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Nathan Ilten

A Gem in the Confines of Computer Game Packaging: Stories of Life on the Frontier

Frontier II: EliteI recently moved to Berkeley from abroad, and my father, in his desire to free up some space in the cellar, sent me over 20 boxes of childhood gadgets and memories. While sorting through such goodies as my radio-controlled windsurfer/car and my Tolkien encyclopedia, I stumbled upon a diamond in the rough: Stories of Life on the Frontier, a companion book to the 1993 Gametek/Konami computer game Frontier: Elite II.

Frontier, the fourth and last computer game I ever purchased, was a milestone in space-adventure games, thanks in large part to the vast and diverse universe which the player is allowed to explore. The game's author, David Braben, did an incredible job of worldbuilding. The almost 100 trillion celestial bodies are complemented by a rich backstory which is woven into the fabric of the game. I spent many an hour smuggling narcotics to the Sol system, carrying out missions for the Federation, and fighting space pirates. Like many other games of the time, Frontier supplements the in-game story with additional media: a map of the galaxy, a gazetteer, and the aforementioned collection of short stories.

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Hugo Week: Connie Willis' Blackout/All Clear

BlackoutI'm a sucker for time travel stories. Doctor Who is on my list of must-watch television, I consider the Back to the Future trilogy to be a scifi masterpiece, and the scene of the Heroes episode “Five Years Gone” showing Hiro Nakamura's plan to change the past gave me chills from its sheer awesomeness. That's why when I heard about Connie Willis' time travel novel Blackout/All Clear, I knew that I should take a look, despite the daunting total of over a thousand pages.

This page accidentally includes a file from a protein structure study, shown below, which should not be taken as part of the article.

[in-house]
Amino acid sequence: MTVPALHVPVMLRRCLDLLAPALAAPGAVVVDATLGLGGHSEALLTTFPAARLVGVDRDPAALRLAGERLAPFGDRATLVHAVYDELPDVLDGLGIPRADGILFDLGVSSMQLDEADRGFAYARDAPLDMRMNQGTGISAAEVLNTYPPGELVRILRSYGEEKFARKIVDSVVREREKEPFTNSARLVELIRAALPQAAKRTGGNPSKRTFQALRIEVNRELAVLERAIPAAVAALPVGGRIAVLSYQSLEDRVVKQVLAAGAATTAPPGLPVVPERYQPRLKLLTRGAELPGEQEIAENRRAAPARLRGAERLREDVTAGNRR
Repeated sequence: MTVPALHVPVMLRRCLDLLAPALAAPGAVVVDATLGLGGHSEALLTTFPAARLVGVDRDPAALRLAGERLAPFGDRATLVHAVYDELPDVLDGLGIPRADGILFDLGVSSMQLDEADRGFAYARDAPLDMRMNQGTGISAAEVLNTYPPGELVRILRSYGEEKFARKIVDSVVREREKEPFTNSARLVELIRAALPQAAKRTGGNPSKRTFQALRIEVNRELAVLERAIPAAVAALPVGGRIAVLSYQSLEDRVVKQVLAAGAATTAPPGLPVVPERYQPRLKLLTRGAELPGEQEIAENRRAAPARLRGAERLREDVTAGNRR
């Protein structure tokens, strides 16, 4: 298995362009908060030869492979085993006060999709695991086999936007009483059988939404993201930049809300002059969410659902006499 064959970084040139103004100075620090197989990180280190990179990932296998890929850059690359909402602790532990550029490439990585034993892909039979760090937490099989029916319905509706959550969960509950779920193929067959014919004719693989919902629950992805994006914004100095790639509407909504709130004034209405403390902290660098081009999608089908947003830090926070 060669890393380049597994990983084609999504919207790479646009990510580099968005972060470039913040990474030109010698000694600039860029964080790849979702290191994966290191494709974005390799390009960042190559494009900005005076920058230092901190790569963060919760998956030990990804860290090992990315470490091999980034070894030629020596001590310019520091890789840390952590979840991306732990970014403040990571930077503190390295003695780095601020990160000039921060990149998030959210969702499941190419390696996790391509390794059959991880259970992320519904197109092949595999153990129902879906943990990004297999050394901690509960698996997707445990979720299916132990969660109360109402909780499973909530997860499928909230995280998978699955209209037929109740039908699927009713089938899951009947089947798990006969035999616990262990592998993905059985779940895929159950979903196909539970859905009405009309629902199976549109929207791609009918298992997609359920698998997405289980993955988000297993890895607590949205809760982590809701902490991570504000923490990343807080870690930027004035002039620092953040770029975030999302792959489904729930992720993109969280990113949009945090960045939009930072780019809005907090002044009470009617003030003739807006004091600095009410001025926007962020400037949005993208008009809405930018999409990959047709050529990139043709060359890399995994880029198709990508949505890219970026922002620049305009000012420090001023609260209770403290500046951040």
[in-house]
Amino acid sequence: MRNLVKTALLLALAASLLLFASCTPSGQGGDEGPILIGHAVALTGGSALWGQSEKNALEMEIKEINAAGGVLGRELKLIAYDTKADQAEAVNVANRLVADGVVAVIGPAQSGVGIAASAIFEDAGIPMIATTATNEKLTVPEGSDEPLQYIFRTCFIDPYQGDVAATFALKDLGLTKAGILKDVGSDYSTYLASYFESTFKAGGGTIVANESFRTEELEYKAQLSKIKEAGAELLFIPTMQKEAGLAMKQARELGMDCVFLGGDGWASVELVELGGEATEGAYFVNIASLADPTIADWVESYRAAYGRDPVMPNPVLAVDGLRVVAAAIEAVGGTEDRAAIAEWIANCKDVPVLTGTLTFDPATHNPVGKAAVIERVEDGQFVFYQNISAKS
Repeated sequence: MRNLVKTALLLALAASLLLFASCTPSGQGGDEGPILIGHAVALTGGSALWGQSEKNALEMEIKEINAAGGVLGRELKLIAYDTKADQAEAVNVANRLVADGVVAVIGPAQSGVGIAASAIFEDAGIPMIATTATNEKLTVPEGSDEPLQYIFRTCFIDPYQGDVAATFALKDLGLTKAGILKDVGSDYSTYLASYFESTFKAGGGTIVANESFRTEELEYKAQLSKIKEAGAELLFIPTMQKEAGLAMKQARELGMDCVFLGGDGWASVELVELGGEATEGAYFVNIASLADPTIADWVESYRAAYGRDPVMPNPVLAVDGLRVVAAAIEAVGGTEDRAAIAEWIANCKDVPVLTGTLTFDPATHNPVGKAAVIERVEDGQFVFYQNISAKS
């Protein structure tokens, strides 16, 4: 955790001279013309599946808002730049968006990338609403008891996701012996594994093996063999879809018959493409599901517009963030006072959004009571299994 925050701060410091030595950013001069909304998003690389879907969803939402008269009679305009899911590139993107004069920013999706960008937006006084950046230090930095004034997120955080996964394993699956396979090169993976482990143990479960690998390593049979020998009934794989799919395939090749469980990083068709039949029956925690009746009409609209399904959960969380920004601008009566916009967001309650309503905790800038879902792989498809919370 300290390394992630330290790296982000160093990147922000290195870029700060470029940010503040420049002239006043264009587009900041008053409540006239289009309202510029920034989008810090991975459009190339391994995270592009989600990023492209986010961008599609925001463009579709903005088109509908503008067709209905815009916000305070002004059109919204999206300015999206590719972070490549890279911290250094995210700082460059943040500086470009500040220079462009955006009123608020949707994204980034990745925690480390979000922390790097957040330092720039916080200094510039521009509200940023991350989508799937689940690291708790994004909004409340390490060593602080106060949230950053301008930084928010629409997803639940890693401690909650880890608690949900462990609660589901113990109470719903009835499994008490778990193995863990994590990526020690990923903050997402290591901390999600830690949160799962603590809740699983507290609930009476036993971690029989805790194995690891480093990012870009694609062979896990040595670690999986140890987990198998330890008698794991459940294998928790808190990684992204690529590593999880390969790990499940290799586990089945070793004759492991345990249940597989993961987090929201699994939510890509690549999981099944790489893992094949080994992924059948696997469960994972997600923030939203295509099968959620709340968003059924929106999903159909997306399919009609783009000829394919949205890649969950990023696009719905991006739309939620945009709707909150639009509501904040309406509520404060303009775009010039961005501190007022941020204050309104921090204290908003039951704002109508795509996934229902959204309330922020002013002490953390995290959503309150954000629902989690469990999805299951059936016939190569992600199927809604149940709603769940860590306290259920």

Blackout/All Clear tells the story of a number of history students from the University of Oxford in the year 2060 who use time travel to research key events in World War II England. Merope Ward is observing evacuated children in the English countryside. Michael Davies plans to experience the Dunkirk evacuation from the safety of the Dover docks. Polly Sebastian's dream research project involves traveling to London during the Blitz. Their advisor, Mr. Dunworthy, is concerned about the dangerous nature of their assignments, and even more worried that time travel may be more problematic than previously thought.

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BSFME Contestant #2: Back to the Future II

This week at Fantasy Matters, we are writing about our favorite science fiction movies of all time.  Yesterday, Matt Rasmusson wrote about The Fifth Element, and today, Nathan Ilten nominates his favorite--Back to the Future II.


When recently asked to write something about my favorite science fiction movie, I realized to my slight chagrin that I wasn't completely sure which movie that may be. So I started thinking, and realized even more embarrassingly that I couldn't even think of that many good science fiction movies. To prod my memory, I headed over to Wikipedia, only to come to the realization that (a) there a very many science fiction movies; and (b) most of them are pretty bad — but this probably holds for any genre you choose. In any case, I had decided to go with my gut instinct: Back to the Future II (BTTF2) is my favorite scifi movie.

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